|dc.description.abstract||This thesis focuses on grassroots responses to economic, political and social challenges of peasant (campesino)-indigenous communities in Northwest Argentina. The main aim of this thesis is to analyse the particular development model and experiences of two campesino-indigenous organisations, MOCASE-VC from the lowlands of Santiago del Estero Province and Red Puna y Quebrada from the highlands of Jujuy Province. These organisations have been demanding access to land, citizenship rights and an inclusive form of development, among other things. Both organisations were formed in the midst of the neoliberal economic restructuring of the late twentieth century, and articulate a discourse of “integral development”. This discourse entails a profound and simultaneous change to the current exclusionary and polarised polity, society and economy in which campesino communities live. This thesis provides a critical in-depth analysis of the main livelihood challenges of peasant communities and how these communities mobilise and organise to contest these challenges.
This thesis situates the emergence of campesino organisations and their struggles within historic processes of socio-political, socio-economic and agrarian change, and draws on reflections and experiences of members of various organisations in order to understand their current realities and challenges. The organisations under focus contest their marginalised position by adhering to principles of radical democracy, which include a decentralised organisational structure that strives for promoting horizontal prefigurative politics, consensus decision-making, social equality and food sovereignty.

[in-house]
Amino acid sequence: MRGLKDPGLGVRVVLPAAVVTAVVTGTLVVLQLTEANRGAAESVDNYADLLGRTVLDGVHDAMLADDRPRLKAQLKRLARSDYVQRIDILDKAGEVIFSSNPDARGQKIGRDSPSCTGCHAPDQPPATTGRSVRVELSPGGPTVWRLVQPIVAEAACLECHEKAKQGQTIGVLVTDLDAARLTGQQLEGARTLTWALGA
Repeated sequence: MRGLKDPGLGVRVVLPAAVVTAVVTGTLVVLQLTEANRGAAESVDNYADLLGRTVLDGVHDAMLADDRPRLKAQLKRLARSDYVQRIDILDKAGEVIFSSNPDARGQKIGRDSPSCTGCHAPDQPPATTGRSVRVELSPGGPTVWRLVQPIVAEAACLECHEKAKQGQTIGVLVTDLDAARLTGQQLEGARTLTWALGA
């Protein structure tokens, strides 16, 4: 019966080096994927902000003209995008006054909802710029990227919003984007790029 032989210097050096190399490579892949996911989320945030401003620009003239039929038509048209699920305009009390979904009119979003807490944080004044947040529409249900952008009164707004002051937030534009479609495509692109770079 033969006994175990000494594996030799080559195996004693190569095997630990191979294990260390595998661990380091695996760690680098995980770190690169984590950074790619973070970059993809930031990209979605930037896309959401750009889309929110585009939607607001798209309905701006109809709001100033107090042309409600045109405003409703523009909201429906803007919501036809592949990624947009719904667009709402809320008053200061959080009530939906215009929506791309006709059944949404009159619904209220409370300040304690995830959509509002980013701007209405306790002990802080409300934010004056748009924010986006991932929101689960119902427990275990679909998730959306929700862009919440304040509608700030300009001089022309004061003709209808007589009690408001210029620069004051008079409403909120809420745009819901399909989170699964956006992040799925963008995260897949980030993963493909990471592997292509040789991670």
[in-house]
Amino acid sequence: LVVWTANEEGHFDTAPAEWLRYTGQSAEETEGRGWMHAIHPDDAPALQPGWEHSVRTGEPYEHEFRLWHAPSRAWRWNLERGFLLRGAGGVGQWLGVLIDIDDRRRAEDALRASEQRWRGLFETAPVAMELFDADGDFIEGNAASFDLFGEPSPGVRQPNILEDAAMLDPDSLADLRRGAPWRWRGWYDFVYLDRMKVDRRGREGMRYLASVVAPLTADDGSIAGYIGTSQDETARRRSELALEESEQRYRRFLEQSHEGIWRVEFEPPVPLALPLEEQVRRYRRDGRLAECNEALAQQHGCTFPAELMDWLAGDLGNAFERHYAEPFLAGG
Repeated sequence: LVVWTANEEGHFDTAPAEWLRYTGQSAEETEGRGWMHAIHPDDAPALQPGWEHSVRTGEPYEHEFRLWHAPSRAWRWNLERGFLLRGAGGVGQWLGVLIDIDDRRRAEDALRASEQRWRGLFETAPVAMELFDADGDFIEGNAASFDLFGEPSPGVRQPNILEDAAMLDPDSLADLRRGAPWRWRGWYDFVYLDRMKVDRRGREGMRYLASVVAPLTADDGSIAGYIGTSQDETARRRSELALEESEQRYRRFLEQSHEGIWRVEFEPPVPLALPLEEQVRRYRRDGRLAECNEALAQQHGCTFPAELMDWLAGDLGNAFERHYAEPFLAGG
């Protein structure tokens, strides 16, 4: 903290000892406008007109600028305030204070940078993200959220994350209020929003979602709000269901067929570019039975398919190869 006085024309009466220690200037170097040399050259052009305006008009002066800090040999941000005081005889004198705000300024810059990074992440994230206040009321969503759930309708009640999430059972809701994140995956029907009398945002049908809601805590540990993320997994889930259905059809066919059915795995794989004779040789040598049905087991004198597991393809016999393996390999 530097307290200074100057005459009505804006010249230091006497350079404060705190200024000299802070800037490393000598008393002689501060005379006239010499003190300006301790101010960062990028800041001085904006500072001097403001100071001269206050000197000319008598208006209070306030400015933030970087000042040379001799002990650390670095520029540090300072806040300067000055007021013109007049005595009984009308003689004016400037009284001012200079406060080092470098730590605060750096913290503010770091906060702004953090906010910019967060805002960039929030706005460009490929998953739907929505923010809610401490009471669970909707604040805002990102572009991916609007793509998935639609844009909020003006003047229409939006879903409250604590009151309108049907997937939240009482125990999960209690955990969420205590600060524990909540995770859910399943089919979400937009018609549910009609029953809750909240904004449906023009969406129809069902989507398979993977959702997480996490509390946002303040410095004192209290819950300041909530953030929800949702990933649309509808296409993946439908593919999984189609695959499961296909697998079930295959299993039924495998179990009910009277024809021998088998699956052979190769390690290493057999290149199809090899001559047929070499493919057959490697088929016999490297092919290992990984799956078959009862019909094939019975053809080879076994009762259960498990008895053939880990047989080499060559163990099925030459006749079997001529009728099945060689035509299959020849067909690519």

This study was guided by a qualitative methodology and the empirical data was generated over two visits to the field. The main research methods used while in the field were semi-structured interviews with individuals and focus groups, observations and participation in various activities of the organisations and spending time living with campesino families, experiencing first-hand their way of life.
The findings from this research provide evidence that while discourses and praxes of radical democracy and horizontality pose different challenges, they also contribute to the consolidation of campesino communities as autonomous and active social subjects. These discourses and praxes politicise development to incorporate a wider political analysis of social and economic marginalisation as sources of poverty and inequality. It has been found that the main livelihood challenges for peasants in the study areas are securing land-tenure and improving production and commercialisation. This thesis has found that while natural attributes are significant to the latter challenges, the structural political impediments to development that are most crucial. Therefore, this thesis has found that the horizontal and participatory structures of the case-study organisations empower individuals and communities, and create a bottom-up inclusive alternative that mobilises and politicises campesino-indigenous communities. The main conclusion drawn from these findings is that a politicised programme of participatory development is fundamental to an integral approach to solving the multitude of potential livelihood challenges. This approach seeks to address problems at their source, but also requires long processes of social change and learning within rural communities.||